Methods to Increase Learning and Success Among Students
The government is now looking into ways of increasing the learning experience of students they could use in the competetive reality of life. The C. S. Mott Foundation suggests that “the time is ripe to shatter the ‘chalk and talk’, 8 a.m. to 3 p.m.
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, September to June concept of school, and stretch and reshape learning time in order to improve student achievement” (Stedron 2007).
In his article, “A new day for learning: its time to look at changing the length and scope of the school day to help kids succeed” Jennifer Stedron enumerated some ways to increase students’ learning and explains the advantages of each. Three options were offered: to incorporate summer learning, out-of-school learning or increasing the length of time for a school day or school year.
The advantage of including summer learning programs lies with the additional learning experience for students that can prepare them for the next stage of learning.
Stedron (2007) held that “disadvantaged students tend to fall behind during the summer because of a lack of learning opportunities in the home and community. By fifth grade, this summer slippage accounts for approximately two full years’ deficit in reading comprehension levels.”
The executive director of Johns Hopkins University Center for Summer Learning held that the differences in summer learning “account in part for later educational outcomes” (Stedron 2007).
New Mexico’s Plus Pilot Project, which provides an optional program of at least 40 additional days of school during the summers before and after kindergarten, has resulted with students gaining early literacy skill and social maturity which can considerably prepare them better for the first grade.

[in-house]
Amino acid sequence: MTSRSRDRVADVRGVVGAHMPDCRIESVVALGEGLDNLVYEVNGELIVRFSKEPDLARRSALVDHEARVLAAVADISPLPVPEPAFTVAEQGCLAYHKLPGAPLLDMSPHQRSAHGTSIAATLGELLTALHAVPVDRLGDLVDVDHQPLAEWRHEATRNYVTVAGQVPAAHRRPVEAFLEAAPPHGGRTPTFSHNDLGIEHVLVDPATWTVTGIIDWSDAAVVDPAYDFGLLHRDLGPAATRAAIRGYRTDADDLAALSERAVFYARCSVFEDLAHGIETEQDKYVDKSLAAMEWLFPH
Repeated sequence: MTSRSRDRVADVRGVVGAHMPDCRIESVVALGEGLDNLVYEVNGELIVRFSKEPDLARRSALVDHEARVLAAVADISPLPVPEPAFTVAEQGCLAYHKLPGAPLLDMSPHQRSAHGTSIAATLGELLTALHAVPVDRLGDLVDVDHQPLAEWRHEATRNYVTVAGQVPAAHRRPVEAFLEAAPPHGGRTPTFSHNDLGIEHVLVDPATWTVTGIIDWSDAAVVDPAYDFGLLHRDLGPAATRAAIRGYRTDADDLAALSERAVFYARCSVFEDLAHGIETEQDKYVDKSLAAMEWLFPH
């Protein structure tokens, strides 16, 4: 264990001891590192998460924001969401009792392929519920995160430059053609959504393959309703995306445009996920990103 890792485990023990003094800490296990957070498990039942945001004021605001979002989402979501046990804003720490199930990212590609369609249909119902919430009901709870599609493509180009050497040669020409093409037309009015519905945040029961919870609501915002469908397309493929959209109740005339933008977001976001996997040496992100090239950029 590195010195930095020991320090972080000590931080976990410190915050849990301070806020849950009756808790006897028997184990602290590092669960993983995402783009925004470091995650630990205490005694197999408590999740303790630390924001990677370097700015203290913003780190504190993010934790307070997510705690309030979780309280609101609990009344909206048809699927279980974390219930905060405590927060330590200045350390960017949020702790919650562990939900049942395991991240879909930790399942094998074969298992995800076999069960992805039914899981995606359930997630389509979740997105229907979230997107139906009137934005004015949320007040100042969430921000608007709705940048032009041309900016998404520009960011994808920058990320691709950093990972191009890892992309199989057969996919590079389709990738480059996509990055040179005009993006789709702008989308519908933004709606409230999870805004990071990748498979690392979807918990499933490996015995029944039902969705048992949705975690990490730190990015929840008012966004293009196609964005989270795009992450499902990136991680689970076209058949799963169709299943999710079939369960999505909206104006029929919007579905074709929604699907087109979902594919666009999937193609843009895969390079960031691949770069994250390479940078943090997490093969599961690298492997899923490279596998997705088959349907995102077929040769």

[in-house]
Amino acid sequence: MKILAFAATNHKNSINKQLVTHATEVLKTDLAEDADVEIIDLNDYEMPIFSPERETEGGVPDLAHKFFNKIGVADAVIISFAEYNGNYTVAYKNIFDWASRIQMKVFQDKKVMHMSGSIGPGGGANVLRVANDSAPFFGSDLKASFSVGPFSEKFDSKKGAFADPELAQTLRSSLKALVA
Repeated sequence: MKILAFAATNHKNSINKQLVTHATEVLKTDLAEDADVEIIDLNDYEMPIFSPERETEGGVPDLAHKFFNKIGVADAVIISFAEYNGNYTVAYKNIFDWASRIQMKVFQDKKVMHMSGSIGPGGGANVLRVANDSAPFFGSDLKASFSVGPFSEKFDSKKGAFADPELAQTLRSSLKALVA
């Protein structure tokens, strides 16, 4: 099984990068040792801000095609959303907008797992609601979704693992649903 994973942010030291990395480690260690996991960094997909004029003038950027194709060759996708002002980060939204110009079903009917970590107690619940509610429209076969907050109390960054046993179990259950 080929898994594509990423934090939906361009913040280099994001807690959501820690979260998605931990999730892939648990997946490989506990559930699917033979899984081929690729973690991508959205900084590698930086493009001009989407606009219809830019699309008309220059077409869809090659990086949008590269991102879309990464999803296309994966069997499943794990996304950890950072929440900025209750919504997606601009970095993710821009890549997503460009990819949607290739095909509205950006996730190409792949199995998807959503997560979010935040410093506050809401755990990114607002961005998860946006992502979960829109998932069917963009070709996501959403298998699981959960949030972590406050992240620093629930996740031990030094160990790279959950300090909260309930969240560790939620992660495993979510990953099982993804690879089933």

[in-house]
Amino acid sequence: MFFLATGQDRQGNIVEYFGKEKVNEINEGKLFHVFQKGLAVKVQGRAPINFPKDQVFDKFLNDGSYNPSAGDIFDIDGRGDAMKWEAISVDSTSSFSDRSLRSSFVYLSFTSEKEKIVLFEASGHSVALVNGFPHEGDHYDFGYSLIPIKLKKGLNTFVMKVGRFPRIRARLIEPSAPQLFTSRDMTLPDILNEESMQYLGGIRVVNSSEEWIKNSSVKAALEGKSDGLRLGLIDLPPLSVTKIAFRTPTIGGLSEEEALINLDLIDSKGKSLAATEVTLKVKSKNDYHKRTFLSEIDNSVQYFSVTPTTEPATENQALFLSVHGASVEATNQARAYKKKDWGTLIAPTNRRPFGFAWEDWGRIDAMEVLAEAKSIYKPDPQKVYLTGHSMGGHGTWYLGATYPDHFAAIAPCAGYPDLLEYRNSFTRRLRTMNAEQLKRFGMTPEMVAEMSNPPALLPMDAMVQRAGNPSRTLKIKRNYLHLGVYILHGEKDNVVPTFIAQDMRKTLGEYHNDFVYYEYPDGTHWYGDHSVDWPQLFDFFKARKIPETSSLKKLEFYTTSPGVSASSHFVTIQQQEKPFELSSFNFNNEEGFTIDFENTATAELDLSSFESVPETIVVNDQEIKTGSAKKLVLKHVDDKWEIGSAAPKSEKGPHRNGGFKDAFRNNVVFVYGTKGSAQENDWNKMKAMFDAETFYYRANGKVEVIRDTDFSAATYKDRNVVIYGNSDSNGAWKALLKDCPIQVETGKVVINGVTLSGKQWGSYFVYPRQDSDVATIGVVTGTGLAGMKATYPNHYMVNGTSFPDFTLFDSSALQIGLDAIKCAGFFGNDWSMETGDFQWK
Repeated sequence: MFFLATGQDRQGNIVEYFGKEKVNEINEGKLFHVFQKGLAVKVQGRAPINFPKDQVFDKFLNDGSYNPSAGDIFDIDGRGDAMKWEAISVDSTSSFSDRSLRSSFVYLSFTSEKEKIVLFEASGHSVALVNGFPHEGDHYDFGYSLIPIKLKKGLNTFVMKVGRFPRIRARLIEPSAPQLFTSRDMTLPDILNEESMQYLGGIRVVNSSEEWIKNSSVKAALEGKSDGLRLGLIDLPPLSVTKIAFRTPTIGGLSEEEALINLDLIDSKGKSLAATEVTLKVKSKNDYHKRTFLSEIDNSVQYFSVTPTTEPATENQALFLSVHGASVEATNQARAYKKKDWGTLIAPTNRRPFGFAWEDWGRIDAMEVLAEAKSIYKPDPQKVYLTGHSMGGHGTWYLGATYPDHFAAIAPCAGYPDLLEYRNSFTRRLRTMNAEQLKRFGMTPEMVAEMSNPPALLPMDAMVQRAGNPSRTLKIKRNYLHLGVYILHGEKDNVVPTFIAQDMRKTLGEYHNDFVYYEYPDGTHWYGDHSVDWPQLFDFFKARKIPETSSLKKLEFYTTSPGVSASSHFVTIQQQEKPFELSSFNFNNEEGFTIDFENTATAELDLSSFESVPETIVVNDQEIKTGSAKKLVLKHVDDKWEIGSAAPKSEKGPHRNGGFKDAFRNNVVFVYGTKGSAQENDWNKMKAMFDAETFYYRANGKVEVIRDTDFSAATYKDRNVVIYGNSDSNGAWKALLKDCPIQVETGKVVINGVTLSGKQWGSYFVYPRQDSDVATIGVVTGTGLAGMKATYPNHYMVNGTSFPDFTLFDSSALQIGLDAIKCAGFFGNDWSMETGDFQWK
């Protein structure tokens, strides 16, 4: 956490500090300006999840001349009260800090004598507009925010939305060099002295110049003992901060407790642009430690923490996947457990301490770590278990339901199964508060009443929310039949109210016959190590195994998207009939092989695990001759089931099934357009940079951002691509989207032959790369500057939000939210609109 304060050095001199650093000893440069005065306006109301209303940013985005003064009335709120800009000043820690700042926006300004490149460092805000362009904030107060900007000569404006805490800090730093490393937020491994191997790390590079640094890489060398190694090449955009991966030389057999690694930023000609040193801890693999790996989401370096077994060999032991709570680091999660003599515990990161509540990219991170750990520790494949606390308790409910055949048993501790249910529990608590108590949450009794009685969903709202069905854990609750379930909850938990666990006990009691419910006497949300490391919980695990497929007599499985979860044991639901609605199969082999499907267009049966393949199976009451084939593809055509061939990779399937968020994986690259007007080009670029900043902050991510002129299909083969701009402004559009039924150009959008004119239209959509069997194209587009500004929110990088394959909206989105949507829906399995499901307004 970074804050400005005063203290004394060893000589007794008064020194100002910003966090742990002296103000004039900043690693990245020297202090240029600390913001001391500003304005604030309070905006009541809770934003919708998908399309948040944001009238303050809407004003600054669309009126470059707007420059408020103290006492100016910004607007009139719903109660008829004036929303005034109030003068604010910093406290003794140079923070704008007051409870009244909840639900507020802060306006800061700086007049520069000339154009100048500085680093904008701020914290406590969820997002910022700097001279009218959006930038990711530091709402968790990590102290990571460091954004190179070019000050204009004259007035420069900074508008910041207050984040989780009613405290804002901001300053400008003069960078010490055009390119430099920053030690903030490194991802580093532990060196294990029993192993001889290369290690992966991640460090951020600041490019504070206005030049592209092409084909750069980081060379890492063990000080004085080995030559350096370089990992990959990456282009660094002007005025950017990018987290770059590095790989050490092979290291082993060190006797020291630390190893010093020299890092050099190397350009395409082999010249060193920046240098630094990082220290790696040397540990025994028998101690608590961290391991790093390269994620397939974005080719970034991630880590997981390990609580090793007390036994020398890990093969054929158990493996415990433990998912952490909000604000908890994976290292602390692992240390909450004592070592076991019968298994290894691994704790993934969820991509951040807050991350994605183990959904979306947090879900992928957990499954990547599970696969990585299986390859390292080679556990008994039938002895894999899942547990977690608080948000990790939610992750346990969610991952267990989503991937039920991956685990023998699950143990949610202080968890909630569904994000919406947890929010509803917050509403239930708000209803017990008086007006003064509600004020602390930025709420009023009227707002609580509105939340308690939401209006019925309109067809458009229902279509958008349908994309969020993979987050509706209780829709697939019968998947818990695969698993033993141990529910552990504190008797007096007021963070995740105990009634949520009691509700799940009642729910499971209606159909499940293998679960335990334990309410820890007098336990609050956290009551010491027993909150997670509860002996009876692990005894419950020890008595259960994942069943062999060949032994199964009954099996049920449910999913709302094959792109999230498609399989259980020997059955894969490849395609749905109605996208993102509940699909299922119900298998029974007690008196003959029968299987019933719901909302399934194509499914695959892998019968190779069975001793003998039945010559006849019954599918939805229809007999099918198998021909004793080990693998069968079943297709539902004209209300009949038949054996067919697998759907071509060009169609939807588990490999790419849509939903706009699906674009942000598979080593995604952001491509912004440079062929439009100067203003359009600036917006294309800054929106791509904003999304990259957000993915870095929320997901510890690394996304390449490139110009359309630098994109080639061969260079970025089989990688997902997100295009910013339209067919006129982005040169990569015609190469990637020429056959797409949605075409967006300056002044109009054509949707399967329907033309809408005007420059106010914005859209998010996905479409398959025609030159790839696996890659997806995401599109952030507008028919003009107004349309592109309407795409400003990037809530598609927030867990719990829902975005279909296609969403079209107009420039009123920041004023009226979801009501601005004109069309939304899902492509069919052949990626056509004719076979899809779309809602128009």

Out-of-school activities can also increase students learning experience. “Before- and afterschool programs reinforce the school curriculum and broaden student skills through enrichment activities that might be absent from 8 a.m. to 3 p.m.” according to Stedron (2007).
She held that “extra” subjects such as art and music, which have been cut but many schools in favor of the more practical subjects, are “often what keep some children engaged in and attending school” (Stedron 2007).
California Senator Tom Torlakson said that kids get excited about learning and their attachment to school increases since they have to attend school to attend these out-of-school programs.
Aside from getting better results from students, investing on these programs will also generate budget savings for the government. Stedron (2007) used the California After School Education and Safety Initiative program as an example of the advantages of out-of-school programs: “evaluations show increase in student attendance, achievement and good behavior from kids in the programs.
And a 50 percent decrease in students who must repeat grades is saving the state the massive expense of an extra year of education for many students.”
Nothing can increase learning experience better than extending instructional time, which may be through, but not limited to, summer learning or after-school programs.
Stedron, however, stresses that it is not just more school time that the students need. “They need to opportunities to develop creativity and be leaders” (Stedron 2007). For older students, this may include internship programs which give the students time to learn in the real world.
Milt Godlberg, a member of the national Time, Learning, and Afterschool Task Force, believes that “young people are more engaged in learning and are more motivated when activities are not restricted by the traditional classroom structure” (Stedron 2007). Education should, after all, not be confined within the four corners of the classroom, but must also incorporate the realities of life.
Stedron has given profound insights about the topic. Although the claims are not supported by statistical evidences, she has provided a convincing argument by providing student reactions and comparisons with the traditional way of learning.
Increasing learning experience, not just academically but socially, will benefit the students by also increasing their knowledge, skill, and competetiveness, all of which will consequentially increase their chances of achievement and success.
Stedron, J. (2007). A new day for learning: Its time to look at changing the length and scope of the school day to help kids succeed.